Posted on 16 May 2017
Dutch-based non-profit organisation IRC Wash, together with Safe Water Network and Asutifi North District Assembly, launched the District Based Full WASH Coverage start-up initiative in Kenyasi, Ghana.
This initiative will support the design of a master plan for achieving universal coverage, to create a blueprint for districts to reach full coverage of water supply and sanitation facilities within the next 15 years.
The initiative was quick started at an inception workshop held on March 16 and is supported by the Conrad N. Hilton Foundation.
This has been reported by Jeremiah Atengdem, water expert at IRC Ghana.
|Director of IRC Ghana, Vida Duti, at the workshop.|
Full WASH coverage by 2025
Ghana is committed to the attainment of Sustainable Development Goal (SDG) 6 for ensuring sustainable management of water and sanitation services for all by 2030.
Consistent with this goal, the WASH sector in Ghana aspires to reach full coverage by 2025. Within the rural and small town sub-sector in Ghana, progress has been made in extending rural and small town coverage from 29 percent in the 1990s to 65 percent in 2015 with very slow growth registered in sanitation coverage which stands at about 15 percent (in 2015).
Challenges ranging from lack of finances to poor sector coordination within the local decentralised system hamper progress and the achievement of set targets by 2025.
On district level
Contributing to this target, the District Based Full WASH Coverage initiative wants to ensure every citizen of the district in the Asutifi North district has access to water and sanitation services.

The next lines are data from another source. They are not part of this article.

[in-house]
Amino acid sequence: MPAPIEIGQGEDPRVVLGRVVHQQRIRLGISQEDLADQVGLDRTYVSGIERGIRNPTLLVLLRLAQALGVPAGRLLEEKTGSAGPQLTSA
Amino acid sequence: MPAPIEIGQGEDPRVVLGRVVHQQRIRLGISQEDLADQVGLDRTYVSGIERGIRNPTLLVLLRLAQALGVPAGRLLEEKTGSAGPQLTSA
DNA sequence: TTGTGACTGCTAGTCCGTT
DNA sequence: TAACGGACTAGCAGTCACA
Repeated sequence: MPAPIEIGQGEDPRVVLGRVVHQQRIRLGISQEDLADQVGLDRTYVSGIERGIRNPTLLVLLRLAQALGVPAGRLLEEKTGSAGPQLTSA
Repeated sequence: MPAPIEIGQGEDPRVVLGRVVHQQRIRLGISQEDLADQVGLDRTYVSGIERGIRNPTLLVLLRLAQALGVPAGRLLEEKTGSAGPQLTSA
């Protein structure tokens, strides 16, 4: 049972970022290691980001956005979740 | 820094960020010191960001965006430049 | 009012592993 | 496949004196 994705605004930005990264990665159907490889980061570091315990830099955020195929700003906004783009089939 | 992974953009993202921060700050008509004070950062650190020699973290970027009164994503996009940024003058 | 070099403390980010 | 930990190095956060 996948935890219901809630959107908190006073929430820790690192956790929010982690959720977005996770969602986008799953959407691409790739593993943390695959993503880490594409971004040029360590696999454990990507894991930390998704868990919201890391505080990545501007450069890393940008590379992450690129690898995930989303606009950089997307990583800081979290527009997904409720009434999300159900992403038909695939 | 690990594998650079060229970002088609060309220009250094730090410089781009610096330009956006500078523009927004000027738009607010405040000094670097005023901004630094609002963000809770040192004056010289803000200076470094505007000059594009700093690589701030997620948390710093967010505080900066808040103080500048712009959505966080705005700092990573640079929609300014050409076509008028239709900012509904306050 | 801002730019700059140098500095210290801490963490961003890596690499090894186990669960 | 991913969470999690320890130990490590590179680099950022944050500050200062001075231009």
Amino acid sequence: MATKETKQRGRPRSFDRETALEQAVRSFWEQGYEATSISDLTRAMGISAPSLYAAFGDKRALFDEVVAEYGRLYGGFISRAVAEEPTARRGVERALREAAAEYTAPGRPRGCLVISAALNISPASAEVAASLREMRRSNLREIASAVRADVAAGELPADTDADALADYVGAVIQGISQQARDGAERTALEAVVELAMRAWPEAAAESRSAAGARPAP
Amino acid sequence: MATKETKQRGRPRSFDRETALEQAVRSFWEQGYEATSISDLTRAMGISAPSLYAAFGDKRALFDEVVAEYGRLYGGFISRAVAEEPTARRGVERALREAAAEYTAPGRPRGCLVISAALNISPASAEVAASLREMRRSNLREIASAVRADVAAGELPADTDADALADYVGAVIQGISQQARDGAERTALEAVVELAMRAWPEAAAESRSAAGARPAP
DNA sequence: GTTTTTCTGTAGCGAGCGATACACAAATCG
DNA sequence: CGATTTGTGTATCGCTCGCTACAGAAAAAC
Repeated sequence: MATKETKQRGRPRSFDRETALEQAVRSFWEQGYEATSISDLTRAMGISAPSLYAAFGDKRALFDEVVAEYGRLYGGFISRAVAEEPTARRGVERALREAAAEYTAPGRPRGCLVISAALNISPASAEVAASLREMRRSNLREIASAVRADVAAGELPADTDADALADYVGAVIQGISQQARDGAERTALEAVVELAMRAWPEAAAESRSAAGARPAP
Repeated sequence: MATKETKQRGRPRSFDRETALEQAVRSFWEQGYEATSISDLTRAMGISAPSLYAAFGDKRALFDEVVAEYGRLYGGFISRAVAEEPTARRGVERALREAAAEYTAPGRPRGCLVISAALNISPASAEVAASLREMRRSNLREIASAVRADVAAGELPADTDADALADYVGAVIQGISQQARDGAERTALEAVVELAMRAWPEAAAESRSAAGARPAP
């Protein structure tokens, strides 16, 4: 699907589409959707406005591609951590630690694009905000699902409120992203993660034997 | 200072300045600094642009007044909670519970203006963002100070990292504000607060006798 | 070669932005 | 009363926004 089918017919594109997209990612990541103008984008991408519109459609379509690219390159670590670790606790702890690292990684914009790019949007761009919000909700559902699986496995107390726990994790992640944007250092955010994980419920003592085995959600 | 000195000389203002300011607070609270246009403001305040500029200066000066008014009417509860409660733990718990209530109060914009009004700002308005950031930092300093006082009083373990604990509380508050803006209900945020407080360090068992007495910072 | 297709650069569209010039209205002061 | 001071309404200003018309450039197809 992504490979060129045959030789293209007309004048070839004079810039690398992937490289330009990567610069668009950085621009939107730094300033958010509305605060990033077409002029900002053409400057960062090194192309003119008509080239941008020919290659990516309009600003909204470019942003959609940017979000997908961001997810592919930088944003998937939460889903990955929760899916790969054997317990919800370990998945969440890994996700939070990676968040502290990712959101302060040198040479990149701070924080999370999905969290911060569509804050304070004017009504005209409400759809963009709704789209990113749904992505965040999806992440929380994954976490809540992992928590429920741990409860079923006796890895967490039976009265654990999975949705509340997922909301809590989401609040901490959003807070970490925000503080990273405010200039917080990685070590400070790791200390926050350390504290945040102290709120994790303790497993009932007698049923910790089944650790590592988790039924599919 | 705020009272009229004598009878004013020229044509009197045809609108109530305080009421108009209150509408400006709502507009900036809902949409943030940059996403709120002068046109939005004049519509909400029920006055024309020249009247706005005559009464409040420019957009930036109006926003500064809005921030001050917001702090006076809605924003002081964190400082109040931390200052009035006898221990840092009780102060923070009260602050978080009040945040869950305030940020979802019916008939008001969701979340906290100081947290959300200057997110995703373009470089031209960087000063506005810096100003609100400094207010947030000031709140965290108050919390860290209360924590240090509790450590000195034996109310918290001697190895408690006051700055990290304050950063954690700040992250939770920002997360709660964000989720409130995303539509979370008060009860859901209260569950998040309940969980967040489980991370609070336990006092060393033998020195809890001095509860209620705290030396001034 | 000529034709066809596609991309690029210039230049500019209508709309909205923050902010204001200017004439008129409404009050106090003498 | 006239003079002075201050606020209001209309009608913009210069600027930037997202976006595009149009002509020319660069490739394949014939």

The partners also hope to use this initiative to demonstrate that it is possible to achieve full coverage in sustainable rural water and sanitation services within a district. Positive results will be shared across Africa and the world at large for possible replication.
Asutifi North faces the typical challenge of rapid urbanisation and agglomeration due to economic pulls. It presents a growing local economy moving from subsistence agriculture to mining, commerce and services and small-scale process.
The transition in all respects presents opportunities and these must be nurtured, enhanced and facilitated to support the effective change and delivery of WASH.
Read the full blog post by Jeremiah Atengdem on the website of IRC Wash.
Read also on this website
● Patrick Moriarty gives TED talk on building water systems that deliver 24/7, 13 March 2017
● Hilton Foundation supports IRC to upgrade water services in Burkina-Faso, Uganda and Niger, 21 December 2016
● Stockholm World Water Week 2016: Implementation of SDG6 on water gets into gear, 30 August 2016
● Country: Ghana
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